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Rhizobacterial influence on healthy stand establishment of canola grown in Rhizoctonia solani infested fields of Saskatchewan

Date

1993-02-25

Authors

Reddy, M.S.
Covert, D.C.
Craig, K.A.
Young, S.E.
Rennie, R.J.
Mackenzie, D.
Verma, P.R.
Mortensen, K.

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Abstract

Pre-emergence seedling damping-off, seedling blight, and brown girdling root rot caused by R. solani are important diseases of canola/rape seed in western Canada. Annual yield losses in excess of 20-30% have been reported in several infected fields. Cultural control methods or resistant cultivars are currently unavailable for these diseases. Chemical fungicides have been developed for use to control the disease, but the success rate has been varied. However, the use of chemicals is becoming less acceptable from an environmental point of view. Several studies indicated that biological control using plant growth promoting rhizobacteria may also be effective in controlling R. solani. Field plots were established in Saskatoon, Regina and Melfort, SK, in 1990, 1991 and 1992 to evaluate the potential of rhizobacterial strains as seed treatments to increase the healthy stand of canola CV. Westar grown in R. solani infested field. The bacteria were formulated either in sterile peat or in a liquid carrier and applied to seed just before planting. Bacterized seed were mechanically planted in replicated field plots artificially infested with R. solani. Final healthy stand was measured 30 days after planting. Grain yields were determined by harvesting the plots. Seed bacterization significantly increased the final healthy stand compared to non-bacterized controls. Strains which increased stand showed in vitro antagonistic activity to not only R. solani but also other pathogens such as Pythium ultimum, Fusarium solani and F. oxysporum. Some of these strains induced root elongation of canola under laboratory conditions. Rhizosphere colonization, chemical compatibility and shelf-life of the important bacteria will be discussed.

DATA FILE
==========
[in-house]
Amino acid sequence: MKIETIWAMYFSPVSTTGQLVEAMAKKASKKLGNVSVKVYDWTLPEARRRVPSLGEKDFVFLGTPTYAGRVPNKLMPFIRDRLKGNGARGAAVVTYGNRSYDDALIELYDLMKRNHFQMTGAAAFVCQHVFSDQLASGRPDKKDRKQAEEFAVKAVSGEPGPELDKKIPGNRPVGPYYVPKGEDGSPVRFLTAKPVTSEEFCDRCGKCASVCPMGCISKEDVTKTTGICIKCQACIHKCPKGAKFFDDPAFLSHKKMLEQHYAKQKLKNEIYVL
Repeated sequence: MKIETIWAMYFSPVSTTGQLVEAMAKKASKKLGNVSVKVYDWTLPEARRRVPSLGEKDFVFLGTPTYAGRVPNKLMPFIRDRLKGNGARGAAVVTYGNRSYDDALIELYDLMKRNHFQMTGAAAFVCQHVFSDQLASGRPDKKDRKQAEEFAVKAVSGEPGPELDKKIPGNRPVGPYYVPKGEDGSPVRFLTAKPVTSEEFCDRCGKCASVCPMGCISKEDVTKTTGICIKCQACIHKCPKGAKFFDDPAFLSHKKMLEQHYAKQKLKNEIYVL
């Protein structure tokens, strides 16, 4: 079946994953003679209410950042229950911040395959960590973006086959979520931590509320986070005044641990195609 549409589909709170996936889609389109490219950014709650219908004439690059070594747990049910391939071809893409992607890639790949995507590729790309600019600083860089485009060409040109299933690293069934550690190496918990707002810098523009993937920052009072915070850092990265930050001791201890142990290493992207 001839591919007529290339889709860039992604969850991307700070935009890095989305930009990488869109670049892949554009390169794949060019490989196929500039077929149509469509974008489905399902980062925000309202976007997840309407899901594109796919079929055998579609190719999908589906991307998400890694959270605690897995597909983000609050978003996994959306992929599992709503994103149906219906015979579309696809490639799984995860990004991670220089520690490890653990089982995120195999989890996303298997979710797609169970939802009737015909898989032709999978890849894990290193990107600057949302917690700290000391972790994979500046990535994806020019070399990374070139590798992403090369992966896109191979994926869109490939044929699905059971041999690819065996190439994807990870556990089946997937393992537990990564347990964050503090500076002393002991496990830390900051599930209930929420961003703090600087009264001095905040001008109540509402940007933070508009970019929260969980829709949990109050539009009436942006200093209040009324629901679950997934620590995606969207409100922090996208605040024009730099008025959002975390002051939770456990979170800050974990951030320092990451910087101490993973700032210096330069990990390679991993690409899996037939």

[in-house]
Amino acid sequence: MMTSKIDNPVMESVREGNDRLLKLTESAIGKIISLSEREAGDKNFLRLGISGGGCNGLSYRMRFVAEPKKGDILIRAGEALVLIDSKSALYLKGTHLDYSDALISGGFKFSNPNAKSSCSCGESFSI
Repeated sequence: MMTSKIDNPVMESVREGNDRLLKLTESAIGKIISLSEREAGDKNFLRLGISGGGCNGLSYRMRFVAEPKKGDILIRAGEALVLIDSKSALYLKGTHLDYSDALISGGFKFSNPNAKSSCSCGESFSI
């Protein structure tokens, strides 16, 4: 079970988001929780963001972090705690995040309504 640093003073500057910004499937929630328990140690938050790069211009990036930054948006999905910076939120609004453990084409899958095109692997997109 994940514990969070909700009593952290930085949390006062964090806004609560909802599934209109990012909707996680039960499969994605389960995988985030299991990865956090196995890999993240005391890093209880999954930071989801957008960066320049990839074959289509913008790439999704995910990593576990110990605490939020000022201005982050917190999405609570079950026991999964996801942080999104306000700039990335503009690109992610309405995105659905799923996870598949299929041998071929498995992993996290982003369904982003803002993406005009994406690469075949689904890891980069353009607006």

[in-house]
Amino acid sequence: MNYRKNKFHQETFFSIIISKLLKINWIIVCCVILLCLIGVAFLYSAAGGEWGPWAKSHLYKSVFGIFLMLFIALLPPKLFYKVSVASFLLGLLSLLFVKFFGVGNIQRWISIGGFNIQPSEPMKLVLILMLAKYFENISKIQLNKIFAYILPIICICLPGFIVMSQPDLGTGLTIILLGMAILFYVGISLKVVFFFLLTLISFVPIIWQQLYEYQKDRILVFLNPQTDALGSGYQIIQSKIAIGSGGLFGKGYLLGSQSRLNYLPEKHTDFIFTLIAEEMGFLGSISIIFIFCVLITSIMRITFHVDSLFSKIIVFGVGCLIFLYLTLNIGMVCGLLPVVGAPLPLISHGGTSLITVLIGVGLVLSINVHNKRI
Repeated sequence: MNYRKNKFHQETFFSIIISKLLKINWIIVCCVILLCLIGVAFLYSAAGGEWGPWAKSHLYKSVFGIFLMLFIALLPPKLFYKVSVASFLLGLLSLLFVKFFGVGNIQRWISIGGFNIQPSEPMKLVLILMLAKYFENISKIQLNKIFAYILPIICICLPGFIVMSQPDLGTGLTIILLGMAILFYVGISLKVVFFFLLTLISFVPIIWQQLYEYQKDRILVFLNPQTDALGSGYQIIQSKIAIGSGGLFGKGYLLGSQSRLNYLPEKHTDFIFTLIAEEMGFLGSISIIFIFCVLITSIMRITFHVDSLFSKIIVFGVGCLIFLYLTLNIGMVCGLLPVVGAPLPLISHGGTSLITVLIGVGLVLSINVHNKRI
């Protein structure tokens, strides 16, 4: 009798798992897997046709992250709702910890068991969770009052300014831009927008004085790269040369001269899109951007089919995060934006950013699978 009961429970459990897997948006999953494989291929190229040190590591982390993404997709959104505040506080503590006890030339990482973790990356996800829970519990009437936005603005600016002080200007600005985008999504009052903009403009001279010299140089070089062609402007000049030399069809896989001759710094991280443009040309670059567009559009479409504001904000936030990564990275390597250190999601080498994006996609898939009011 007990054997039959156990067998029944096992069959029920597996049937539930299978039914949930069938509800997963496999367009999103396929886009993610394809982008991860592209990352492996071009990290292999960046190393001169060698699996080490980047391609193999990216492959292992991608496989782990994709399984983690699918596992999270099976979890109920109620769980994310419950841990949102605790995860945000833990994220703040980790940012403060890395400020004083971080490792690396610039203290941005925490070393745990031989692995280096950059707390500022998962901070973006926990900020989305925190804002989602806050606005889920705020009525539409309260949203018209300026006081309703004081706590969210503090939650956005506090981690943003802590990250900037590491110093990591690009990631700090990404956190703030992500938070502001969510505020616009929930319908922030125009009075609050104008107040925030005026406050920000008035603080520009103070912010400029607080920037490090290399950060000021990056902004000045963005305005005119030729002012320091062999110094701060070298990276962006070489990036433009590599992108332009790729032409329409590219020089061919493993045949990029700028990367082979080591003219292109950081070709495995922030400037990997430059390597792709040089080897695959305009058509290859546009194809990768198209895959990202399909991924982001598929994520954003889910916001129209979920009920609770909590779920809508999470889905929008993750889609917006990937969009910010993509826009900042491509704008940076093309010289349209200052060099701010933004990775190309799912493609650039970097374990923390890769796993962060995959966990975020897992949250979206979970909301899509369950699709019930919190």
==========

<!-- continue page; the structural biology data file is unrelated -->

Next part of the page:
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Soils and Crops Workshop

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